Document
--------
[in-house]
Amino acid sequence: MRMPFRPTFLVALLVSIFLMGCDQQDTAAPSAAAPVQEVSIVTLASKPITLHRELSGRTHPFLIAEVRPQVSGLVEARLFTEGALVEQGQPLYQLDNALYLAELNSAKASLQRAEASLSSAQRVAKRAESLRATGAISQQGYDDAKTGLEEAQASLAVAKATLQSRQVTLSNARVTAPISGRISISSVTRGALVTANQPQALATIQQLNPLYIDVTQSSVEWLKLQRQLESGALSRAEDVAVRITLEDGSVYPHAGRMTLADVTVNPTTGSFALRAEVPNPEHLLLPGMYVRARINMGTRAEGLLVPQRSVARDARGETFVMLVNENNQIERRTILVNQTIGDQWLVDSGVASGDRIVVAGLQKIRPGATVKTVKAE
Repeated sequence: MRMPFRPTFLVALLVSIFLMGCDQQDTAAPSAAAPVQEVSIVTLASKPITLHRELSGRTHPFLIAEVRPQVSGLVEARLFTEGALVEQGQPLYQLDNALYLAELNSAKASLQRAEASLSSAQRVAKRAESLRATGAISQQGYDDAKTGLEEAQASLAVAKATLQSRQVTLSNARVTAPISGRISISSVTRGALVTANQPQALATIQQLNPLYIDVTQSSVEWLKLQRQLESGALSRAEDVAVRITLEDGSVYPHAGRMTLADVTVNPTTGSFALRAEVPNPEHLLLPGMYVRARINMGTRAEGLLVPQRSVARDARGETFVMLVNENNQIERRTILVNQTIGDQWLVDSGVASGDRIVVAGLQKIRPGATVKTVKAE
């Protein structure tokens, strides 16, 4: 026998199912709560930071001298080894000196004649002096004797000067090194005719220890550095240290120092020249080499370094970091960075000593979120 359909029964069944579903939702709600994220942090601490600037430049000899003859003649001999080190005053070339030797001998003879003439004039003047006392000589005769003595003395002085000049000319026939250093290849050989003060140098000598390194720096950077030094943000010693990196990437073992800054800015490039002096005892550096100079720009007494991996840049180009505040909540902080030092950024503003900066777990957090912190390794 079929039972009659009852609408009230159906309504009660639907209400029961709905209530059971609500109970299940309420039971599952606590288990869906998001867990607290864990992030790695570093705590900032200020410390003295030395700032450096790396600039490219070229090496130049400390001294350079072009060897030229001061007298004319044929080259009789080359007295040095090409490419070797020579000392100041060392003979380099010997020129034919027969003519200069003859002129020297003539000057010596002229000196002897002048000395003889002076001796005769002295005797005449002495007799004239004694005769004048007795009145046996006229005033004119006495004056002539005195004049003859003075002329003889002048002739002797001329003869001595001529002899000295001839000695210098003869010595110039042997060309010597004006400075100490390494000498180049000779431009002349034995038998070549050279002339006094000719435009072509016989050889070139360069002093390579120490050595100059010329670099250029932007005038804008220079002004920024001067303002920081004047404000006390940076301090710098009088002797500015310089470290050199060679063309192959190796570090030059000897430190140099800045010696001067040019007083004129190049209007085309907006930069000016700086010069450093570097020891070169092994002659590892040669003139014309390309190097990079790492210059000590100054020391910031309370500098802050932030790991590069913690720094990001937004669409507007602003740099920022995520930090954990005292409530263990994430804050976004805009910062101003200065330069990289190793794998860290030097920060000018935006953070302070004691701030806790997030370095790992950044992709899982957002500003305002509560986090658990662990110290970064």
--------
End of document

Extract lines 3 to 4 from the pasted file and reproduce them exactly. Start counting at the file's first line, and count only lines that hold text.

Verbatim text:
Repeated sequence: MRMPFRPTFLVALLVSIFLMGCDQQDTAAPSAAAPVQEVSIVTLASKPITLHRELSGRTHPFLIAEVRPQVSGLVEARLFTEGALVEQGQPLYQLDNALYLAELNSAKASLQRAEASLSSAQRVAKRAESLRATGAISQQGYDDAKTGLEEAQASLAVAKATLQSRQVTLSNARVTAPISGRISISSVTRGALVTANQPQALATIQQLNPLYIDVTQSSVEWLKLQRQLESGALSRAEDVAVRITLEDGSVYPHAGRMTLADVTVNPTTGSFALRAEVPNPEHLLLPGMYVRARINMGTRAEGLLVPQRSVARDARGETFVMLVNENNQIERRTILVNQTIGDQWLVDSGVASGDRIVVAGLQKIRPGATVKTVKAE
């Protein structure tokens, strides 16, 4: 026998199912709560930071001298080894000196004649002096004797000067090194005719220890550095240290120092020249080499370094970091960075000593979120 359909029964069944579903939702709600994220942090601490600037430049000899003859003649001999080190005053070339030797001998003879003439004039003047006392000589005769003595003395002085000049000319026939250093290849050989003060140098000598390194720096950077030094943000010693990196990437073992800054800015490039002096005892550096100079720009007494991996840049180009505040909540902080030092950024503003900066777990957090912190390794 079929039972009659009852609408009230159906309504009660639907209400029961709905209530059971609500109970299940309420039971599952606590288990869906998001867990607290864990992030790695570093705590900032200020410390003295030395700032450096790396600039490219070229090496130049400390001294350079072009060897030229001061007298004319044929080259009789080359007295040095090409490419070797020579000392100041060392003979380099010997020129034919027969003519200069003859002129020297003539000057010596002229000196002897002048000395003889002076001796005769002295005797005449002495007799004239004694005769004048007795009145046996006229005033004119006495004056002539005195004049003859003075002329003889002048002739002797001329003869001595001529002899000295001839000695210098003869010595110039042997060309010597004006400075100490390494000498180049000779431009002349034995038998070549050279002339006094000719435009072509016989050889070139360069002093390579120490050595100059010329670099250029932007005038804008220079002004920024001067303002920081004047404000006390940076301090710098009088002797500015310089470290050199060679063309192959190796570090030059000897430190140099800045010696001067040019007083004129190049209007085309907006930069000016700086010069450093570097020891070169092994002659590892040669003139014309390309190097990079790492210059000590100054020391910031309370500098802050932030790991590069913690720094990001937004669409507007602003740099920022995520930090954990005292409530263990994430804050976004805009910062101003200065330069990289190793794998860290030097920060000018935006953070302070004691701030806790997030370095790992950044992709899982957002500003305002509560986090658990662990110290970064």